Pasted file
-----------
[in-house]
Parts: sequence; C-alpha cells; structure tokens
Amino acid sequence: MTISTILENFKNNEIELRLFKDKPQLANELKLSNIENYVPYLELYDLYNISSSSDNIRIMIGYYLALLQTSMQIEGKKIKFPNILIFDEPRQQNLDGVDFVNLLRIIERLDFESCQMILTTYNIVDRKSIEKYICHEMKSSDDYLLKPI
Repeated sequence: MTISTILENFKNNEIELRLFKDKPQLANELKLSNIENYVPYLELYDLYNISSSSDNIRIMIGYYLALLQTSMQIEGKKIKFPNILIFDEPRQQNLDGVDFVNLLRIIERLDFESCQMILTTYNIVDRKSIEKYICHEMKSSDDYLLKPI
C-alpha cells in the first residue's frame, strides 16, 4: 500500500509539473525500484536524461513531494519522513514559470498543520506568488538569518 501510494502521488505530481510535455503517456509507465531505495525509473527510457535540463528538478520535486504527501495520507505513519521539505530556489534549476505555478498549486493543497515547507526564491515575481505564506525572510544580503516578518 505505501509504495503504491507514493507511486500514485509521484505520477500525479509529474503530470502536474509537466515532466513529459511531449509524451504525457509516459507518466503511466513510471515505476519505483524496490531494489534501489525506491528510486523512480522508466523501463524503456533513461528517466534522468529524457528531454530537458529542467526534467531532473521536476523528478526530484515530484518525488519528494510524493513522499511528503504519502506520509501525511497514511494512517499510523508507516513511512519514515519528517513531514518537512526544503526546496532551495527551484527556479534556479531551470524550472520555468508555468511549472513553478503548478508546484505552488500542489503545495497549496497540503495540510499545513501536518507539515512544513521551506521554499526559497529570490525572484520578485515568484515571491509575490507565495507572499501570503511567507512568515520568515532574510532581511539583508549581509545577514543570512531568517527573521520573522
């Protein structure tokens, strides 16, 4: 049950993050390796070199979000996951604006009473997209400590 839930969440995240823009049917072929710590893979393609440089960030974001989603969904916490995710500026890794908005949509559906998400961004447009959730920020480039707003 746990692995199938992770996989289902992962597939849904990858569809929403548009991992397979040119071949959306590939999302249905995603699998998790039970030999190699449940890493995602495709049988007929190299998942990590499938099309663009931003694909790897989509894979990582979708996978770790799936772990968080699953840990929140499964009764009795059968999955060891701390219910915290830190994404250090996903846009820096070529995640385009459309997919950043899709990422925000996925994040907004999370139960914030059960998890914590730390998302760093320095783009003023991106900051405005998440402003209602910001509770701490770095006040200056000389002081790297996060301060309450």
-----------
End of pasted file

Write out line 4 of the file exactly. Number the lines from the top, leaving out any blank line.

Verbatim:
Repeated sequence: MTISTILENFKNNEIELRLFKDKPQLANELKLSNIENYVPYLELYDLYNISSSSDNIRIMIGYYLALLQTSMQIEGKKIKFPNILIFDEPRQQNLDGVDFVNLLRIIERLDFESCQMILTTYNIVDRKSIEKYICHEMKSSDDYLLKPI